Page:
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Looking ahead: The future of Jacksonville's logistics industry
Jacksonville Business Journal by Lauren Darm, Correspondent
Friday, October 19, 2012, 6:00am EDT
The Jacksonville Business Journal and North Florida Transportation Planning Organization hosted their annual Trade and Transportation Symposium Oct. 15, presented by Holland & Knight LLP and the Jacksonville Port Authority with patron sponsors BH Capital Ltd. and BBVA Compass.
The following is a recap of the presentations made during the symposium.
Jacksonville Port Authority update
According to a 2012 Florida legislative statute, Florida ports are now required to develop strategic plans with a 10-year horizon.
While the Port of Jacksonville has always emphasized the importance of looking down the road with strategic planning, Jaxport is especially excited about the changes a few years out in 2015.
"2015 is going to be a key year for us to grow and to provide greater capabilities to our clients," said Chris Kauffmann<http://www.bizjournals.com/jacksonville/search/results?q=Chris%20Kauffmann>, the port's chief operating officer, at the 2012 Global Trade and Transportation Symposium.
First, the widening of the Panama Canal will be finished by 2015, which will allow larger cargo ships to travel through. This on top of the Suez Canal opening up more direct trading routes with Asian countries such as Vietnam, Indonesia, India and, of course, China.
"We have a strategic location for both of these to China, which is where most of our cargo is coming from," Kauffmann said.
In addition, the Mile Point project, which aims to improve the flow of the St. Johns River where currents provide navigational problems for deep-draft vessels, should be complete by 2015.
Right now, the next major milestone for navigation improvements is in the approval stage. Assuming the defense authorization bill passes, the engineering design specs should be done in the spring and construction will start, which would bring the project to completion in 2015.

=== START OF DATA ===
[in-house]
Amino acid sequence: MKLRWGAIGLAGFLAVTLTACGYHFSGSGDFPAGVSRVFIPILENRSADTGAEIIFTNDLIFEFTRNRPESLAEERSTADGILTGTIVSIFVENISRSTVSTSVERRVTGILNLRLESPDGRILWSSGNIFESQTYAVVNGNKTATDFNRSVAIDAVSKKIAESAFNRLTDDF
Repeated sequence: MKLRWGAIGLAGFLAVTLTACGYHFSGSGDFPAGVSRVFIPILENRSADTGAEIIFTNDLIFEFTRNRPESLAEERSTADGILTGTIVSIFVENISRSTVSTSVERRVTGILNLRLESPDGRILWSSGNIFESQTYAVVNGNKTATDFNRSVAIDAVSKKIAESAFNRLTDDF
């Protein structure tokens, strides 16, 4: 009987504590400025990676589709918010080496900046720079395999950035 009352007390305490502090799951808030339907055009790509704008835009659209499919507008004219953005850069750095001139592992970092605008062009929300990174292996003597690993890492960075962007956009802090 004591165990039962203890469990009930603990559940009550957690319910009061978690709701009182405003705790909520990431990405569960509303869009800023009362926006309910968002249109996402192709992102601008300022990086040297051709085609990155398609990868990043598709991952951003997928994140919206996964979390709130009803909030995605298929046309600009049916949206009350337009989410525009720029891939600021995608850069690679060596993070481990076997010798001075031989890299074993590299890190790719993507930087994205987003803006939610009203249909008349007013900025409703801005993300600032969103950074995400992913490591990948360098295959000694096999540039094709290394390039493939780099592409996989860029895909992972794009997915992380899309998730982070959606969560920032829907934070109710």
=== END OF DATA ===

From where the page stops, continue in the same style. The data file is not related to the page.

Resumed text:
Completion of this project would give cargo ships 24-hour access to the port, regardless of tides, which right now limit ships to an eight-hour window each day.
Finally, Jaxport is working on some infrastructure upgrades, including $50 million to $60 million Blount Island and Talleyrand berth rehab and Blount Island rail rehab projects to be completed by 2015. Plus, an intermodal terminal could be open by then as well.
According to Kauffmann, access to an intermodal container transfer facility would add more efficiency to Jaxport by allowing cargo containers to be transferred directly from the ships to railroad cars.
Imagine a day where cars are so technologically advanced that they can communicate directly with each other and the need for an actual driver becomes irrelevant. Imagine the day where gasoline becomes the minority fuel source.
Think about the day where we all have computer systems installed in our vehicles counting the number of miles we drive to create a replacement to the fuel tax.
All of these things may seem far-fetched, but in reality, they are going to happen in the not-too-distant future. And some of them are happening right now.
According to Jim Barbaresso<http://www.bizjournals.com/jacksonville/search/results?q=Jim%20Barbaresso>, vice president of intelligent transportation systems at HNTB Corp. who spoke at the 2012 Global Trade and Transportation Symposium, there are connected vehicles driving on the streets of Ann Arbor, Mich.